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Nursing students Tamara Gunther (left) and Brooke Burton (right) spend time at the North Central Family Centre with children like Carletta. Photo courtesy of the North Central Family Centre.
Nursing students Tamara Gunther (left) and Brooke Burton (right) spend time at the North Central Family Centre with children like Carletta. Photo courtesy of the North Central Family Centre.

Making a difference in North Central Regina


By Dale Johnson

 

Some nursing students recently completed their community service learning at the North Central Family Centre in Regina which provides safety, education resources, and life skills for about 70 school-aged children.

The students are in the Saskatchewan Collaborative Bachelor of Science in Nursing program, offered jointly by the University of Regina and Saskatchewan Polytechnic.

"Students are challenged to enter a community-based agency, work with staff and clients, and contribute to service delivery. The impact of this collective contribution is significant both in terms of the agencies where students are placed and to their respective clients," explains the Dean of Nursing at the University of Regina, Dr. david Gregory.

Six nursing students - from CNUR 401 Population Health and Community Partnerships - were at the North Central Family Centre twice a week for seven to nine hours, over a twelve-week period.

"When the students asked what they could do to help, the community members shared that they wanted them to help change the image of North Central and to focus on the positive resources," explains instructor Cindy Kuster Orban.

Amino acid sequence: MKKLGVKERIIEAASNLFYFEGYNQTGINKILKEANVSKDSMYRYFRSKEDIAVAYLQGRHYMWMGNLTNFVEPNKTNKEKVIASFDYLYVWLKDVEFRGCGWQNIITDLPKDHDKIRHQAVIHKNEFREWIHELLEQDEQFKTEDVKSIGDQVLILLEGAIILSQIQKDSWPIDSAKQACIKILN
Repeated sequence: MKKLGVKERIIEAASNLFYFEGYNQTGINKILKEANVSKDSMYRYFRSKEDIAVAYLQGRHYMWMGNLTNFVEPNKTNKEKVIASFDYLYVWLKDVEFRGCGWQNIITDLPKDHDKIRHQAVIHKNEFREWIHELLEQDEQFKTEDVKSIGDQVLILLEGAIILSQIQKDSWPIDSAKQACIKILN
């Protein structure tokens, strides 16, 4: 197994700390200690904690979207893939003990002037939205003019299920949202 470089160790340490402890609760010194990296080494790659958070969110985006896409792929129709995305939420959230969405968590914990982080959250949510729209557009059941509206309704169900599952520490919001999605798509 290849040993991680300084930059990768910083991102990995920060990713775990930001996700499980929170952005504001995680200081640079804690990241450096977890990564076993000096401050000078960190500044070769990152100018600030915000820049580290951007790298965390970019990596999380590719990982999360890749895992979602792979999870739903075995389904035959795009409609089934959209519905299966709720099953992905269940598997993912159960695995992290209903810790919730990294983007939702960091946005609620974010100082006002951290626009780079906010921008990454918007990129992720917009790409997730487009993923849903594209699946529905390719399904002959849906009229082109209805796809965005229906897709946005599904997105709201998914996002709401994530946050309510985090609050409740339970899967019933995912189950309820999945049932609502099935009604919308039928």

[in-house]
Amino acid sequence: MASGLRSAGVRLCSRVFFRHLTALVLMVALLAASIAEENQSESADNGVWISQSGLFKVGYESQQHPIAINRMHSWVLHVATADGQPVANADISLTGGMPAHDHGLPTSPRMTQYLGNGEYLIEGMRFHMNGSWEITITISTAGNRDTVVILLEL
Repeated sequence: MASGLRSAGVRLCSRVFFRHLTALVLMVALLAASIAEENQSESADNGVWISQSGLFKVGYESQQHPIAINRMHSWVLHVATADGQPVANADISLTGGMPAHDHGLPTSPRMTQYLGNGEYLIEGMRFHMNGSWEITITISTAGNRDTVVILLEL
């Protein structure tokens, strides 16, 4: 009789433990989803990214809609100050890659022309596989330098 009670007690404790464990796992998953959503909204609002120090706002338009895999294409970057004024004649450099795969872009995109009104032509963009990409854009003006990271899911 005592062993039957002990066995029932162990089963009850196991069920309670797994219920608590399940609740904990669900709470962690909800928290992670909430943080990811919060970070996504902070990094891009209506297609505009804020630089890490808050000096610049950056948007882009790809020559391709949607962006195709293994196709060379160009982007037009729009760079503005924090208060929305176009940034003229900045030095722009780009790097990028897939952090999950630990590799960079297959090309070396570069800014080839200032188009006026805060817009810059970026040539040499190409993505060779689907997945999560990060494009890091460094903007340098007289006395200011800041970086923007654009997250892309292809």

"The students arranged for many inspirational role models to visit the children, and their message was consistent: ‘You can be anything you want in life. You can live a happy life and can make positive choices and celebrate your neighbourhood.' "

Guest speakers included members of the University of Regina Rams, Warren McCall (MLA), members of the Saskatchewan Roughriders and a rapper.  On the final day, the nursing students shared their experiences with an audience that included the Mayor, City Councillors, MLAs, respected elders and community members.  

"The presentation made it clear that these students were deeply affected by this project," says Mayor Michael Fougere. "They told us quite clearly that they'll continue to volunteer and advocate for the neighbourhood and the kids at the Centre. North Central welcomed them with open arms, and it clearly won them over."

As Kuster Orban says: "This clinical experience was a career highlight for me and I can guarantee that we now have six new graduates who will be more compassionate working with community members."

These community connections benefit both Saskatchewan Polytechnic and the University of Regina.

Posted with permission from the University of Regina.

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